Leukemia - Acute Lymphocytic - ALL: Statistics

Approved by the Cancer.Net Editorial Board, 05/2017

ON THIS PAGE: You will find information about the number of people who are diagnosed with ALL each year. You will also read general information on surviving the disease. Remember, survival rates depend on several factors. Use the menu to see other pages.

This year, an estimated 5,970 people of all ages (3,350 men and boys and 2,620 women and girls) in the United States will be diagnosed with ALL.

A person of any age can be diagnosed with ALL. ALL is most common before age 20, accounting for 75% of all leukemia diagnosed before that age. It is more common in children younger than 5. After a child grows into adulthood, the general risk of ALL rises again after age 50. About 4 out of every 10 people diagnosed with ALL are adults.

Although most cases of ALL occur in children, about 4 out of 5 deaths from ALL will occur in adults. An estimated 1,440 deaths (800 men and boys and 640 women and girls) will occur this year.

Advances in treatment have dramatically lengthened the lives of people with ALL. The 5-year survival rate tells you what percent of people live at least 5 years after the cancer is found. Percent means how many out of 100. The 5-year survival rate of people of all ages with ALL increased from 41% for those diagnosed from 1975 to 1977 to 71% for those diagnosed from 2006 to 2012. However, survival rates depend on several factors, including biologic features of the disease and a person’s age.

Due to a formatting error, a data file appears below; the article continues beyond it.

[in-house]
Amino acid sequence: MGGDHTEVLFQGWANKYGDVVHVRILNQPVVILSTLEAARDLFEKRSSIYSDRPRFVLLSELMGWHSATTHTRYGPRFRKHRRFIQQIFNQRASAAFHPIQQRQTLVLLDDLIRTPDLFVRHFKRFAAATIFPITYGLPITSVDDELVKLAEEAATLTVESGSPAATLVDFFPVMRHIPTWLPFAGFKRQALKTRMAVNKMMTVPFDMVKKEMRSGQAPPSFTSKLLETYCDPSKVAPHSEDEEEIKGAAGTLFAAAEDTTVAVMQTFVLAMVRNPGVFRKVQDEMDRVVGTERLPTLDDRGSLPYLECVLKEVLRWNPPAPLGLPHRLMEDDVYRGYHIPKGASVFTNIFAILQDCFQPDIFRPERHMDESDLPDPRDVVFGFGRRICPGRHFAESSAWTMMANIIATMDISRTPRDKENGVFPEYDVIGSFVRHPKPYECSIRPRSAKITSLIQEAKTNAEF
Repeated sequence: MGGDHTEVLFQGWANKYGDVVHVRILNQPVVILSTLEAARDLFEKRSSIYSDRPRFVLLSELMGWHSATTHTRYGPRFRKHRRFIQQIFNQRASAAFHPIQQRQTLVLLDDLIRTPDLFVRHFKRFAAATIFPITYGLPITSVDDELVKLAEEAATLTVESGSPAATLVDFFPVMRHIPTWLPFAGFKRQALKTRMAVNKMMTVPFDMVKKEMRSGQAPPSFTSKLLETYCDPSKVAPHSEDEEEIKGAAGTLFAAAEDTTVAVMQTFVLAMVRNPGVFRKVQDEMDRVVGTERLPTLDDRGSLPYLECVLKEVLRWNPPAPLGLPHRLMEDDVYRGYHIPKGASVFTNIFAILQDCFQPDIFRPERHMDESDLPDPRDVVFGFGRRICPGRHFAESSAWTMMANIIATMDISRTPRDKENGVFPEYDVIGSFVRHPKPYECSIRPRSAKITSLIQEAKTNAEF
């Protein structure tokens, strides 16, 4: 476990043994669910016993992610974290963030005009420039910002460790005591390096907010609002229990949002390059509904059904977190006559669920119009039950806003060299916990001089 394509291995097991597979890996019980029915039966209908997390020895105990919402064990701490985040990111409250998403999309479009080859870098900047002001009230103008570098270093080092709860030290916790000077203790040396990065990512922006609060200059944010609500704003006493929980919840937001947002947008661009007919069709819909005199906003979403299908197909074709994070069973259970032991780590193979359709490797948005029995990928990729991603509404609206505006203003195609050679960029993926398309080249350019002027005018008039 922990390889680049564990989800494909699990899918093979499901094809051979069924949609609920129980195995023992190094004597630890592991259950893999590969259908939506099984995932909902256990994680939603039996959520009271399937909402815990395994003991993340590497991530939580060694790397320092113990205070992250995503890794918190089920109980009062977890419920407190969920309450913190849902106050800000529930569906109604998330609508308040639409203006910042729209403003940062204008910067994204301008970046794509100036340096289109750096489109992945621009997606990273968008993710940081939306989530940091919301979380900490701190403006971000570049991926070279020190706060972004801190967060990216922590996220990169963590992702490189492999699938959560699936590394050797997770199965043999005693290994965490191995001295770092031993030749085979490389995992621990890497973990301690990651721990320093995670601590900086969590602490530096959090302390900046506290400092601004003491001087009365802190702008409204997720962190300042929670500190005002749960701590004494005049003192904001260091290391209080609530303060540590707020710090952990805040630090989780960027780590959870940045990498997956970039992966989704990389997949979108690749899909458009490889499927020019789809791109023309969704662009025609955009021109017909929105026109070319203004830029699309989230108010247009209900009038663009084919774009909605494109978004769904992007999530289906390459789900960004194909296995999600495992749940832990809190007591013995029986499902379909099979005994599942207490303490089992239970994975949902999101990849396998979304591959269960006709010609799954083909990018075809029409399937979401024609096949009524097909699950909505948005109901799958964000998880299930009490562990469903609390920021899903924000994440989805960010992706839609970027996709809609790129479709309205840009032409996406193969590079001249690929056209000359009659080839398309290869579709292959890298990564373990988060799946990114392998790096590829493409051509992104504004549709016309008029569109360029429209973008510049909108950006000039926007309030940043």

It is important to remember that statistics on the survival rates for people with ALL are an estimate. The estimate comes from annual data based on the number of people with this cancer in the United States. People should talk with their doctor if they have questions about this information. Also, experts measure the survival statistics every 5 years. So the estimate may not show the results of better diagnosis or treatment available for less than 5 years. Learn more about understanding statistics.

Statistics adapted from the American Cancer Society’s (ACS) publication, Cancer Facts & Figures 2017, and the ACS website.

The next section in this guide is Medical Illustrations. It offers drawings of body parts often affected by this disease. You may use the menu to choose a different section to read in this guide.